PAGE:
Denote by and the marginal density function and survival function of and by and the corresponding density function and survival function of the length-biased random variable . Let , . Under length-biased sampling, and are stochastically dependent and has the joint density function (see ) and the density function of is related to the length-biased density function of , as follows: where is finite.
According to the definition of the MRL function, the mean residual life of at time is expressed as and when .
In Huang and Qin , the nonparametric maximum likelihood estimator of has been given: where is the estimated cumulative hazard function with , , , , and .
Let be the survival function of and . Assume the following conditions hold:(i) is a nonnegative constant satisfying ;(ii) and are absolutely continuous on ;(iii), , ;(iv)either with or .
As a straightforward result of the functional delta method, when , converges in distribution to a zero mean normal variable with the variance function for every under Assumptions (i–iv).
2.2. The Proposed Estimator
According to the joint density function of , we can derive that where is the density function of the censoring time .
Applying (7) we shall use the method of moments to derive an estimator for the MRL function . To proceed we note that can be written as
An alternative estimator of the MLR function , for , can be derived as follows: where is the product-limit estimation of , and it is expressed as where . If , .
In the next section we shall establish that converges in distribution under some conditions by using the Hadamard derivative method.
3. The Asymptotic Properties
Firstly, let us introduce some notations and lemmas.
Denote and assume that where is the joint distribution function of .
Lemma 1 gives the Hadamard derivative of at .
Lemma 1. For , the function is Hadamard-differentiable at , where its derivative is equal to
Lemma 2. Assume the conditions (i–iv) and (12) hold, for every , as . Then(i) converges in distribution to a zero mean normal variable with the variance function ;(ii) converges in distribution to a zero mean normal variable with the variance function .
Proof. Firstly, let us give the proof of the result in Lemma 2(i). Under the regular conditions (i–iv) and (12), since , by the central limit theorem, we can derive
where denotes weak convergence.
Since and recall that is the product-limit estimator of , so on the basis of (14) and the consistency of (see ), we can obtain
Since , , are i.i.d, it is easy to derive the result of Lemma 2 (i) by the central limit theorem.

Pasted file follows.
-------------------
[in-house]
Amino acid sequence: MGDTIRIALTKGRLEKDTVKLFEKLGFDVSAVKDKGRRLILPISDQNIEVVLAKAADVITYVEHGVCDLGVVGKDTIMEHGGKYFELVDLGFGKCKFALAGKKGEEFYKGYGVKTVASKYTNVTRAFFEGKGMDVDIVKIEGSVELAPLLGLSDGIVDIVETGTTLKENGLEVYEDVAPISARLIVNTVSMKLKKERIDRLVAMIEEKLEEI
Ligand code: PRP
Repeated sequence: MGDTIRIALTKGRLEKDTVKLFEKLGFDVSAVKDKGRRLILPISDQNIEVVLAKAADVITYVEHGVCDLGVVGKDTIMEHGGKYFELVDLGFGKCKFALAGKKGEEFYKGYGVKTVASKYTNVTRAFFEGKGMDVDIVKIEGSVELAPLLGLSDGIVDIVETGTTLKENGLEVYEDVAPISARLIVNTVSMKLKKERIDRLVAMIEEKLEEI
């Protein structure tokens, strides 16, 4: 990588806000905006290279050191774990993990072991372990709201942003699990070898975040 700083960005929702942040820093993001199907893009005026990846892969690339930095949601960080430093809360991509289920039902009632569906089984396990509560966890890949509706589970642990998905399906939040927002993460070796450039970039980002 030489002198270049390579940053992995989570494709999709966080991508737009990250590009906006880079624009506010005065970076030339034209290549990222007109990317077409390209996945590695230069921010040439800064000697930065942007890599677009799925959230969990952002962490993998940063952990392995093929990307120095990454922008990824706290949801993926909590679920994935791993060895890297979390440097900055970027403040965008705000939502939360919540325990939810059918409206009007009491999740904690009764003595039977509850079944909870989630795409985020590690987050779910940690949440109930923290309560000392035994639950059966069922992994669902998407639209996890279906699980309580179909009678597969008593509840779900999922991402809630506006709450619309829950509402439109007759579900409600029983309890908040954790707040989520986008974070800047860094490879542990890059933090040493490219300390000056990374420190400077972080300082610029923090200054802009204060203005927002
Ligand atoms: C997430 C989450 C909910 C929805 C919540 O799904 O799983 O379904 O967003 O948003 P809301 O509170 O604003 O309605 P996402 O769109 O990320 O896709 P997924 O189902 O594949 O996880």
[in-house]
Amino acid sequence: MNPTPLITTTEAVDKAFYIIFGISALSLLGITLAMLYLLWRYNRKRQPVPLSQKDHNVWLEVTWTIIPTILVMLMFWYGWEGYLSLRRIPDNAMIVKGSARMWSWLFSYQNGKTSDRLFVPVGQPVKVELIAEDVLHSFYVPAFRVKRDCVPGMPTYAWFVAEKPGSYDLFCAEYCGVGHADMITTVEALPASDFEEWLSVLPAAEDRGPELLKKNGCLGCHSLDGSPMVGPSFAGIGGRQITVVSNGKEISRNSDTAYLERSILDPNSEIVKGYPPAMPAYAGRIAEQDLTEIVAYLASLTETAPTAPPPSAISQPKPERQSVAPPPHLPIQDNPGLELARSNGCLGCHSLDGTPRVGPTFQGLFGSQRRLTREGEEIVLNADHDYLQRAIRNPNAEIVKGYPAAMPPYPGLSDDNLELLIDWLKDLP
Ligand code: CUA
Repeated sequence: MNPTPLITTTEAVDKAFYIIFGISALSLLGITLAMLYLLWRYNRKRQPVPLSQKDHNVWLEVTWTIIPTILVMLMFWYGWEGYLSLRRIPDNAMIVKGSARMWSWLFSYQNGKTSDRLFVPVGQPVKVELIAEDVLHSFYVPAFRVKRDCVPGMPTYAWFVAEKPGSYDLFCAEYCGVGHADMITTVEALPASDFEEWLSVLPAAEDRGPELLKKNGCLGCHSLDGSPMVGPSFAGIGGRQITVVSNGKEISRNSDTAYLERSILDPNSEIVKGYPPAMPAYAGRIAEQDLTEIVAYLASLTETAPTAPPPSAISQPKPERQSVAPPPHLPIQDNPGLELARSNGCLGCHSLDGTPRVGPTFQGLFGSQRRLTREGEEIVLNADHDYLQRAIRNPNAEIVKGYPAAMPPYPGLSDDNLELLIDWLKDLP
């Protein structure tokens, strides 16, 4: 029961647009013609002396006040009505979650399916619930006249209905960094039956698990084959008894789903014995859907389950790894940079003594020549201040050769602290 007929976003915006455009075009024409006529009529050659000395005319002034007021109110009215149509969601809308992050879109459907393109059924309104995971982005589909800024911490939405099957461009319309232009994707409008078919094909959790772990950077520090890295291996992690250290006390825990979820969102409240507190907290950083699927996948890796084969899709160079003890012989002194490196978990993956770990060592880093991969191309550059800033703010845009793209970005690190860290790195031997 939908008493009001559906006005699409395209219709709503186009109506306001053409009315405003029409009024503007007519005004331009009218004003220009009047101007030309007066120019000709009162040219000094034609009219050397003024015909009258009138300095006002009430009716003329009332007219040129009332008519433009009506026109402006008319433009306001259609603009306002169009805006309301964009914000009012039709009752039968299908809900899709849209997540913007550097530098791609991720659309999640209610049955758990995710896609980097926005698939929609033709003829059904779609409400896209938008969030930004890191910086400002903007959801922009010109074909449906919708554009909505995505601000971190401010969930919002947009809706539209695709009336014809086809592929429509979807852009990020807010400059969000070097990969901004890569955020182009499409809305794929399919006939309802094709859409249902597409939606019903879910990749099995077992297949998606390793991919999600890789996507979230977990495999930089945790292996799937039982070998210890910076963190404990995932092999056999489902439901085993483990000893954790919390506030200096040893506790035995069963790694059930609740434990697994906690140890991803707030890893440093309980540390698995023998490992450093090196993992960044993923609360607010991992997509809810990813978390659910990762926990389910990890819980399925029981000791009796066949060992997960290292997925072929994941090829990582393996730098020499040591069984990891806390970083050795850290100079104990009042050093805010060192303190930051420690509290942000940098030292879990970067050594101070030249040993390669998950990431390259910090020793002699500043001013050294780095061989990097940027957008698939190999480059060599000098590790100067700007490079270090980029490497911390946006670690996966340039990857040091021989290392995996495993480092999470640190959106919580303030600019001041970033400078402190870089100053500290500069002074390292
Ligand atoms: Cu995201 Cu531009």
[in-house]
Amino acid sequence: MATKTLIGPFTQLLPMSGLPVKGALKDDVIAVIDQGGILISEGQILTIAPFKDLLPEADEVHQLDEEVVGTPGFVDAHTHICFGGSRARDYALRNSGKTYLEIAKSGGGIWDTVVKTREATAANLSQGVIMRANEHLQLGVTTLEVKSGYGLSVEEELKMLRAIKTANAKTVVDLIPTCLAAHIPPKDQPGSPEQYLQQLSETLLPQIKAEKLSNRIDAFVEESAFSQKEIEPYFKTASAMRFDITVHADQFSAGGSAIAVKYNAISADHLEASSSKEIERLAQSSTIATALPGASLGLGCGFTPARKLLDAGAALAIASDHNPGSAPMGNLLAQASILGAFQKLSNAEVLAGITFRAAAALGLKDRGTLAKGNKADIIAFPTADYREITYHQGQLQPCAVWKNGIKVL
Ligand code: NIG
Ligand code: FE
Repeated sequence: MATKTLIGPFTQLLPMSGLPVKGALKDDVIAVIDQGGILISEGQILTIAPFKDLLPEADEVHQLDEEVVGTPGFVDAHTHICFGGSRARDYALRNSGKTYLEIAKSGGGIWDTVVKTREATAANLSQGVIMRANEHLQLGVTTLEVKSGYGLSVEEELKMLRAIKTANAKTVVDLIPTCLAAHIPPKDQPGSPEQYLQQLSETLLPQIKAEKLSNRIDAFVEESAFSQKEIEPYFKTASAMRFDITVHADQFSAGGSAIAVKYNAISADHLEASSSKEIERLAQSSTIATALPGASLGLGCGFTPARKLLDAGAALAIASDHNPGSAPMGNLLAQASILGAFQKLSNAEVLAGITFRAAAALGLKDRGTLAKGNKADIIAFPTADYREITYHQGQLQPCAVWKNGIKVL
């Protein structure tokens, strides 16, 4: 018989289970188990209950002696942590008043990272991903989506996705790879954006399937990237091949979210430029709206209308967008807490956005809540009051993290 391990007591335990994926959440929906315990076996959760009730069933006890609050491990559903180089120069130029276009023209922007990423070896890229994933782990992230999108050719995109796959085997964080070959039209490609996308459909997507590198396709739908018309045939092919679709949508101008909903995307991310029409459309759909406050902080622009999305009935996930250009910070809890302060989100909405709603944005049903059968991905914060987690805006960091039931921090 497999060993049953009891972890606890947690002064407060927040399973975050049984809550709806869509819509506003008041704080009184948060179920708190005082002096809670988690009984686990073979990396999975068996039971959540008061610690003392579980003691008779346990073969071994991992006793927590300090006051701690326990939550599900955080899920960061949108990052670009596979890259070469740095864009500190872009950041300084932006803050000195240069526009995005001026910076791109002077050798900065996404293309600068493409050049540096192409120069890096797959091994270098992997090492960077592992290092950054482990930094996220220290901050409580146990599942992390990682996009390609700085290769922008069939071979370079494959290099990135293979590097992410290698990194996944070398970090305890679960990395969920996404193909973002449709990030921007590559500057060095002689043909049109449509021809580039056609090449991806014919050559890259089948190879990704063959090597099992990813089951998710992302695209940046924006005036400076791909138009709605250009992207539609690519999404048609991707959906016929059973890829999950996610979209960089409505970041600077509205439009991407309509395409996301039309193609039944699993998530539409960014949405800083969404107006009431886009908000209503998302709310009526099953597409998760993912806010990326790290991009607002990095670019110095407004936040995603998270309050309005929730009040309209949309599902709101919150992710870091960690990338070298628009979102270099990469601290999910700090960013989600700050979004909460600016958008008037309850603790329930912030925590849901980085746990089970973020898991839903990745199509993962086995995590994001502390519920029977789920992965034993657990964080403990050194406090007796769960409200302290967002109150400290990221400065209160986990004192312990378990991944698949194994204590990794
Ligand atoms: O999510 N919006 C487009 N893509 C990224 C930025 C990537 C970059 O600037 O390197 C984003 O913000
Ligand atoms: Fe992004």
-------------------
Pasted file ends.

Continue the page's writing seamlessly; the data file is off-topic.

Using the same method, let us give the proof of Lemma 2 (ii). Under the regular conditions (i–iv) and (12), because , by the central limit theorem, we can derive
Since so on the basis of (17) and the consistency of , we can derive
Since , , are i.i.d, it is easy to derive the result of Lemma 2 (ii) by the central limit theorem. The proof of Lemma 2 is completed.
Theorem 3. Assume the conditions (i–iv) and (12) hold, for every , as , then converges in distribution to a zero mean normal variable with the variance function .
Proof. Under the conditions (i–iv) and (12), Lemma 2 allows a straightforward application of Lemma 1. So we can derive where denotes convergence in distribution. is Gaussian as a linear form on two Gaussian variables and it is easy to check that , since and are centered. It is also easy to calculate the variance of and it can be expressed as The proof is completed.
To compare the performance of our proposed estimator with the one in (6), we conducted a series of Monte Carlo simulations with and . In these simulations, the underlying survival time has a uniform distribution. Then the length-biased density function of is , , and the left-truncated time is uniformly distributed on . We simulated the censoring time from either a uniform , a uniform or a uniform distribution, corresponding to a censoring rate of , , and .
Table 1 summarizes the Monte Carlo bias, standard deviation, and mean square error for each estimator at and based on replications. The survival probabilities at the selected time-points are , , , and . The corresponding true values of at the selected time-points are , , , and , respectively.
The outcomes show that the proposed estimator works very well. Through the numerical results in Table 1, we derive the following conclusions:(1) outperforms obviously in terms of Monte Carlo bias and mean square error for every values of when or ;(2)the two estimators are very close to each other in terms of the Monte Carlo standard deviation when the censoring rate is small;(3)when the censoring rate is heavy, outperforms obviously in all terms that we referred to in the simulations.
Through the conclusions given above, it is appropriate to explore our proposed method in real applications.
Conflict of Interests
The authors declare that there is no conflict of interests regarding the publication of this paper.
This research is supported by the National Science Foundation of China Grants 11371227 and 10921101.